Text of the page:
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Created byAshucky
Early form
Old Alfinu (?)
Language codes

Alfinu is a romance languages spoken in the Alps. It is a rather conservative language since it retains four cases and three genders, unlike most other Romance languages. Its phonology is also rather conservative - the most notable dinstinction is the lack of Romance palatalisations since only the first palatalisation applies (a feature shared with Sardinian) and vowel changes, but there are several peculiar phonological innovations. Another feature shared with Sardinian are the Alfinu definite articles: they are derived from Latin ipse rather than ille as it's the case with other Romance languages.




Bilabial Labio-dental Alveolar Post-alveolar Palatal Velar
Nasal m n
Plosive p b t d k g
Fricative f v s z (ʃ ʒ)?
Affricate t͡s d͡z t͡ʃ d͡ʒ
Approximant j w
Trill r
Lateral app. l


Front Back
Close i u
Close-mid e o
Open a





Alfinu has both definite and indefinite articles. Both are inflected for number and gender, as well as case. The indefinite articles are derived from Latin ūnus and the definite articles are derived from Latin ipse, similar to Sardinian but unlike all other Romance languages. The articles are also often shortened when followed by a word beginning in a vowel. The definite articles also combine with prepositions, similar to the Italian system.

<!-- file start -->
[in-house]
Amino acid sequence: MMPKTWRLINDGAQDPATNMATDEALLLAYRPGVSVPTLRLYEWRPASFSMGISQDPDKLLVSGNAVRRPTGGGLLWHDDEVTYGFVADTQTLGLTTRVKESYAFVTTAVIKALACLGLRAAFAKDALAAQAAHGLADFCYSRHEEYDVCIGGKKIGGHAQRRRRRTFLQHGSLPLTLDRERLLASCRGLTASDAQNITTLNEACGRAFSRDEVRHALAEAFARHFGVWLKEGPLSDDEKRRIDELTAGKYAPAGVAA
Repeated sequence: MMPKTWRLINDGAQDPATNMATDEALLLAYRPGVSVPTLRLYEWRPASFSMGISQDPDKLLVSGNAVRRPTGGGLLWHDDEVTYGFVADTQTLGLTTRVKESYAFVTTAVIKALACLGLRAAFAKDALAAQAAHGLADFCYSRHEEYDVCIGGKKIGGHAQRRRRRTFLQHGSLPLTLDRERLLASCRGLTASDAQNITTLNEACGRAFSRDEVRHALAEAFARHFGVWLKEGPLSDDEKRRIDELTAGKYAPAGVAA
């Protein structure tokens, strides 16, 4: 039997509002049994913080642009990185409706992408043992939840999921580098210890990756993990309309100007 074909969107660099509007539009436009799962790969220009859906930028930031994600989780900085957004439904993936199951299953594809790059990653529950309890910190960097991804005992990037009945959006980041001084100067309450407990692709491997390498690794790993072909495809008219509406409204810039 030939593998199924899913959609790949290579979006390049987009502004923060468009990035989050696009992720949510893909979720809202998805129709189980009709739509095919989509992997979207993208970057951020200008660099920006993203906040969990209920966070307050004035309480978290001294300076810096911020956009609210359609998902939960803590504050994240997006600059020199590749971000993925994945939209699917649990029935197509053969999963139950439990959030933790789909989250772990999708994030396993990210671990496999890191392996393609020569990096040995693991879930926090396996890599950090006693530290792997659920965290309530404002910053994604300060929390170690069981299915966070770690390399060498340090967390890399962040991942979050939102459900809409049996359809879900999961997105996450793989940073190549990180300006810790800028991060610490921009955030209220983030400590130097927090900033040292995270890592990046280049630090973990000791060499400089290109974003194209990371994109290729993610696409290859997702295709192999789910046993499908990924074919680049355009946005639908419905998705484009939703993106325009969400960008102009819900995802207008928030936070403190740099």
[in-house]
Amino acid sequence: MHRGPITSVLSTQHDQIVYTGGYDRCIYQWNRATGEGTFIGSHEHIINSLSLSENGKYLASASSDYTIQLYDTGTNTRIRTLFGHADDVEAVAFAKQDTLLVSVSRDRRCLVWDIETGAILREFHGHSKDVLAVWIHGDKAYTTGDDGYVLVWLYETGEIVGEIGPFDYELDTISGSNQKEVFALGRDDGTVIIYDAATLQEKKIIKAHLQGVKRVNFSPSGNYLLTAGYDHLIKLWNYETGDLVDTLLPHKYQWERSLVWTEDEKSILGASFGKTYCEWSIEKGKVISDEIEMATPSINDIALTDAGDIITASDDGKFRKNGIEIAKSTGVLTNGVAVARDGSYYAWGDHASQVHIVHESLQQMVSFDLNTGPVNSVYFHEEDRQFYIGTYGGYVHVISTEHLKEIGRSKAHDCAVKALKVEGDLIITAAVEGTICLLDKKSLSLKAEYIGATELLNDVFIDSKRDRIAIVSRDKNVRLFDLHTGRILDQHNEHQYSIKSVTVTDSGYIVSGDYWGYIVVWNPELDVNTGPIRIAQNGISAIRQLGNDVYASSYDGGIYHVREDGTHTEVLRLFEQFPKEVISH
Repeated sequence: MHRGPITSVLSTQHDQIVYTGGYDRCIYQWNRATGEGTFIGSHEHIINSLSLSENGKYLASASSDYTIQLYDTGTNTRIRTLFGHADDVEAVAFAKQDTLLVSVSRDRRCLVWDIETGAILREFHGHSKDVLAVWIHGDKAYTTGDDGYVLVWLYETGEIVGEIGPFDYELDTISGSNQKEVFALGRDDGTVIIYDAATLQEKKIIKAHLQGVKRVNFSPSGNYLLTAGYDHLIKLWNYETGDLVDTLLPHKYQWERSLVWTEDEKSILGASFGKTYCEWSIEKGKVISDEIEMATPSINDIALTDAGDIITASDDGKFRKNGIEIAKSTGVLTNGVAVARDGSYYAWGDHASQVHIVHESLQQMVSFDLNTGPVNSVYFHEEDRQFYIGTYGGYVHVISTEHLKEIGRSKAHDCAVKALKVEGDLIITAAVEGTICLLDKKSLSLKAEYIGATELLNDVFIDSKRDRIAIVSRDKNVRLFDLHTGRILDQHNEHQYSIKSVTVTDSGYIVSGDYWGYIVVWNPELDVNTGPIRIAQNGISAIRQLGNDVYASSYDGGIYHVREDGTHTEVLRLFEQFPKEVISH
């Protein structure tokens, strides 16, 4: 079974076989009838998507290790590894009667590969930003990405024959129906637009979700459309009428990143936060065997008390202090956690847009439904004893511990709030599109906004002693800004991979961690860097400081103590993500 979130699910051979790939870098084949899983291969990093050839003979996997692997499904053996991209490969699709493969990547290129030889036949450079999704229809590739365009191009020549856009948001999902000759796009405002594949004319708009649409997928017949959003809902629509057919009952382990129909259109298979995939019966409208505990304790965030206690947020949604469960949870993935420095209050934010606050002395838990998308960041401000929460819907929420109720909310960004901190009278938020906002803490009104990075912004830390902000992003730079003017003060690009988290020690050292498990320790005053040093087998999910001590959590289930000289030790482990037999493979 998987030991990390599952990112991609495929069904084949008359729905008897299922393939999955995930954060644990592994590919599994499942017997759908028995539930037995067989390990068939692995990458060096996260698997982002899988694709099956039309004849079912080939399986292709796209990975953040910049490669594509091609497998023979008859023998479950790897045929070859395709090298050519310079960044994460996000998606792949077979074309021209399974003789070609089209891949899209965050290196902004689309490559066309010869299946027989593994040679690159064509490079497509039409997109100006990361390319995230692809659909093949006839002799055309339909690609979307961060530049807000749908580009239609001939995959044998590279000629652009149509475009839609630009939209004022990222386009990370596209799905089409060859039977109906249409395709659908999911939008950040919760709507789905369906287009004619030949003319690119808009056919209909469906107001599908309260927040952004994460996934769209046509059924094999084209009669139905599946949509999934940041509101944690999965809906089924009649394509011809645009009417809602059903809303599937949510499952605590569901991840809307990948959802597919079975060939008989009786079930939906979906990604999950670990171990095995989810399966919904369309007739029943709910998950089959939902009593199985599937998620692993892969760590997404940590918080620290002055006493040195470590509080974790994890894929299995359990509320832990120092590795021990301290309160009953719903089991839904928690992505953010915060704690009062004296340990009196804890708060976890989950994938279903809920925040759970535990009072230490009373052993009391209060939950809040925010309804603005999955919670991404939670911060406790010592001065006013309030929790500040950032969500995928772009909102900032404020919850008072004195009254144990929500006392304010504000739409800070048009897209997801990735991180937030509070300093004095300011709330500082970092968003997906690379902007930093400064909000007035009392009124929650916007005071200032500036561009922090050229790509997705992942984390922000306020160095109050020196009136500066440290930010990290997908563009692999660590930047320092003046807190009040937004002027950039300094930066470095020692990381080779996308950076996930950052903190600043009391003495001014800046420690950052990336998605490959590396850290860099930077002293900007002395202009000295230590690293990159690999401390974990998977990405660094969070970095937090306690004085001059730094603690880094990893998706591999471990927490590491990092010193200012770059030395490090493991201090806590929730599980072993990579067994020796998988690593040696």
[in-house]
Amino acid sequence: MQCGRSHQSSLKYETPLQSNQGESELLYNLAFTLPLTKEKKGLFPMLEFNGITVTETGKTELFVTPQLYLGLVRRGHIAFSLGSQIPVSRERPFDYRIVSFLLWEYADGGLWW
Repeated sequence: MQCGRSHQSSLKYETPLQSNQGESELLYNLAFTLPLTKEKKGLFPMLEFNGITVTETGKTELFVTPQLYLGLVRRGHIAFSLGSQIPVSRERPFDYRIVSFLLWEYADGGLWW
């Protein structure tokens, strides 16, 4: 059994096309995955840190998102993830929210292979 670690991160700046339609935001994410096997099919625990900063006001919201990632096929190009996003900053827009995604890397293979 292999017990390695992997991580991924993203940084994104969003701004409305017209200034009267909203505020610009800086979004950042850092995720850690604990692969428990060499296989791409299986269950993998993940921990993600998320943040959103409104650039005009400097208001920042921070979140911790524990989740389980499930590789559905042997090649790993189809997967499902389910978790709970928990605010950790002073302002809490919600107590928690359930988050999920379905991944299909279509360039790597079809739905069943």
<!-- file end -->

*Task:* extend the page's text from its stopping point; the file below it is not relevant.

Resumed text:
Nouns in Alfinu belong to one of the three genders preserved from Latin: masculine, feminine, and neuter. There are also four cases: nominative, accusative, genitive, and dative. Nomiantive and accusative are almost always the same, in both singular and plural. Genitive and dative forms have been generalised and regularised. While the system is fairly conservative compared to other Romance languages, there is a high level of syncretism across all forms.




Adjectives agree with nouns in gender, number, and case. There are two adjectival declensions, akin to those of Latin: the first/second declension and the third declension.

1A small number of irregular adjectives have the ending -ui in genitive singular for all three genders.


Verbs are relatively well inflected, similar to the verbal system of Italian or Spanish. There are three conjugations: -are, -ere, and -ire. The system has been somewhat symplified nonetheless; for example, the Latin second and third conjugations have merged into a signle paradigm, and as Romance languages go, there are no special passive forms. Apart from the indicative, Alfinu has three other moods: subjunctive, conditional, and imperative. In total, eight tenses are formed synthetically across the moods (not counting the imperative); four in the indicative, one in the conditional, and three in the subjunctive. Aside from that, there are several tenses formed periphrastically.